The first and foremost challenge today for anyone delivering video is meeting customer expectation for a perfect viewing experience.

I’ll explain why: As more and more cord-cutters are dropping their cable and satellite TV subscriptions in favor of OTT online streaming services, they expect the same high-quality image they used to get from their traditional TV service. Unlike in the past, when Internet video viewers were accustomed to watching streamed videos on small monitors and compromised on quality, today’s viewing is done on big TV screens. And naturally, viewers want the same TV-like experience from their OTT providers.

The recent Conviva report demonstrates the effect of user experience on monetization and churn. According to the report, “consumers no longer simply expect a service to work, they demand that it provide a high-end experience.” Conviva declares, “2015 is the year of the OTT consumer”. Hence, current typical consumers will not only demand high-quality content, but will quickly quit using a service that doesn’t deliver well.

Clearly, today’s consumers are not as loyal as they used to be. In fact, according to the Conviva report, if the streaming service is not good, 75% of them will try switching to a different service in less than just five minutes.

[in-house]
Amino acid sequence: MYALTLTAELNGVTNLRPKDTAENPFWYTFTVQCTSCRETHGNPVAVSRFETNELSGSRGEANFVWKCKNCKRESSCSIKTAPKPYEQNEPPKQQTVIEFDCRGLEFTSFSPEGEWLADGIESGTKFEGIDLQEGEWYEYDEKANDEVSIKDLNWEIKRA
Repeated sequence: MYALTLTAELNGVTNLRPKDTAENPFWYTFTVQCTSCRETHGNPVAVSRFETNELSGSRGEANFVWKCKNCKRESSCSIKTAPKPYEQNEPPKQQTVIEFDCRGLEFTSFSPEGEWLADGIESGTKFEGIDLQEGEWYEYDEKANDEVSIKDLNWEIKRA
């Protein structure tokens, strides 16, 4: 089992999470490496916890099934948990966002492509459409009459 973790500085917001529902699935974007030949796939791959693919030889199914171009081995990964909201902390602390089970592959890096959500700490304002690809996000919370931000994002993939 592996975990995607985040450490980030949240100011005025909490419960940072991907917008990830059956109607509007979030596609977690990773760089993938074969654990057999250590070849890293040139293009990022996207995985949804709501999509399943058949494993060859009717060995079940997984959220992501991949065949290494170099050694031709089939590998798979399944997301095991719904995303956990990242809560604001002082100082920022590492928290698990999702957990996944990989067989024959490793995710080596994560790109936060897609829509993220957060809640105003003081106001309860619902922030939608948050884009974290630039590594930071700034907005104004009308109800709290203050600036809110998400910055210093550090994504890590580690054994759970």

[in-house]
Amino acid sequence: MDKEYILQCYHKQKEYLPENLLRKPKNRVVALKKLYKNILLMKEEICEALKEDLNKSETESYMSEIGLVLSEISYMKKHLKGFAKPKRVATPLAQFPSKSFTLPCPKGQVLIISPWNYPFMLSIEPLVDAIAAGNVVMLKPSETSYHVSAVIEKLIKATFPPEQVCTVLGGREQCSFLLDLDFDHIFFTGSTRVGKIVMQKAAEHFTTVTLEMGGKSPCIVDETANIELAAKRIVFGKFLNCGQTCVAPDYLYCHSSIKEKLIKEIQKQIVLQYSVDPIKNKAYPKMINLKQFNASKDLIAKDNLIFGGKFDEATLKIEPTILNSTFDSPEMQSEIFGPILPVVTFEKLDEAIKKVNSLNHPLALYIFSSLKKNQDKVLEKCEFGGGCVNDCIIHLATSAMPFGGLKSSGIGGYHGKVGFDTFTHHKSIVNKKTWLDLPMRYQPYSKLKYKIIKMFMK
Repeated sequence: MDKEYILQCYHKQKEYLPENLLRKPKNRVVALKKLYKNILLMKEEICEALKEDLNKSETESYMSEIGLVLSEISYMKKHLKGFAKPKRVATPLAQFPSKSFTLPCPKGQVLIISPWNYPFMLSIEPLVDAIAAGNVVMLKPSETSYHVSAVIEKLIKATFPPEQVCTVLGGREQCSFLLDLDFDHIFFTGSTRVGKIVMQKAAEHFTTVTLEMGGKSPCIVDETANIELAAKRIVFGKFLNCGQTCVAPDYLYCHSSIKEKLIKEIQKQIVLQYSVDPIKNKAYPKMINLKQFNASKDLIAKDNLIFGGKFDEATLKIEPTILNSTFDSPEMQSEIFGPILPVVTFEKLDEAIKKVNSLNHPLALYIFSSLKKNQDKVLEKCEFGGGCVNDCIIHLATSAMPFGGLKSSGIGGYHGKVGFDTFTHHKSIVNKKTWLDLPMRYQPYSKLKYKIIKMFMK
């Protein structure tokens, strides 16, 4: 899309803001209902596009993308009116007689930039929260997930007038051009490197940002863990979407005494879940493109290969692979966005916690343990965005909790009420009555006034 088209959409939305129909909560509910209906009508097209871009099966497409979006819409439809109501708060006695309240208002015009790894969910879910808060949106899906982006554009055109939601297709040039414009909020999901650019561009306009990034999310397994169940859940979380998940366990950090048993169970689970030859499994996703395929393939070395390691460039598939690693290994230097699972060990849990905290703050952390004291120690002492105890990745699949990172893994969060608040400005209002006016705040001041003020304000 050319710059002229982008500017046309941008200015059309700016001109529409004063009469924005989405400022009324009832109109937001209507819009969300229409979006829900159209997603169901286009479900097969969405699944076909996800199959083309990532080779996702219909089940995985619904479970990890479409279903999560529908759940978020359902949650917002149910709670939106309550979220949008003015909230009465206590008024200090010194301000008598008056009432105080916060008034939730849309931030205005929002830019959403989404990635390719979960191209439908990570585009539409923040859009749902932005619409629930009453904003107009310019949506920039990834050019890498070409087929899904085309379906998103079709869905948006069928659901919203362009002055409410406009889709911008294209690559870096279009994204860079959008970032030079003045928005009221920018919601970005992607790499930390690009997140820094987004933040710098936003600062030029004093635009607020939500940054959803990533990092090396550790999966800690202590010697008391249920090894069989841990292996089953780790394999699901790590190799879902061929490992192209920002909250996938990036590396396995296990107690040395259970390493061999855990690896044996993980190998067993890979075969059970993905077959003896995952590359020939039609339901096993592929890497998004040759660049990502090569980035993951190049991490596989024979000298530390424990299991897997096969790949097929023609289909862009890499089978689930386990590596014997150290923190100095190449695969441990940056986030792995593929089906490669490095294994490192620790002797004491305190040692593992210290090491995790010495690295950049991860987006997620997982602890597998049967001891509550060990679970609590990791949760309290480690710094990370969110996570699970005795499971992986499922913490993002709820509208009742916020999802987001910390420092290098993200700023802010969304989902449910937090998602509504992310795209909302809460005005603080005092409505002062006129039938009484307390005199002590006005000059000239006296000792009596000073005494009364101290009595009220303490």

On top of that, by 2018, 84% of the Internet traffic will be video content. And as more and more consumers are streaming more and more content, network congestion is only getting worse. On the one hand there are viewers already annoyed with long start times, recurring buffering events and other types of interruptions. On the other hand, network congestion will not be resolved overnight – and the effect this can have on content owners may be beyond repair.

Imagine having angry subscribers calling customer support to complain about your service, when in reality your service is great and it’s the network capacity (or should I say incapacity) that is the source of the problem. Or, finding yourself offering time-consuming explanations about network operation, only to realize that the customer doesn’t understand, and/or doesn’t care, and in any case still blames you.

Here’s what can be done: Let’s look at this problem from a different angle and focus on the video file itself. What if we decreased the size of video files, without compromising the quality of those videos in any way.  How would that affect the main user experience metrics –  video start time and re-buffering events? Hold onto that thought, we will explore it further in our next posts.

Video streaming users assume it’s basic and obvious that they’ll get the best viewing experience – always, wherever they are, and on any device they choose. So to stay competitive you need to understand what your customers already do: It’s all about the viewing experience, that’s what they care about, and that’s what will keep them around.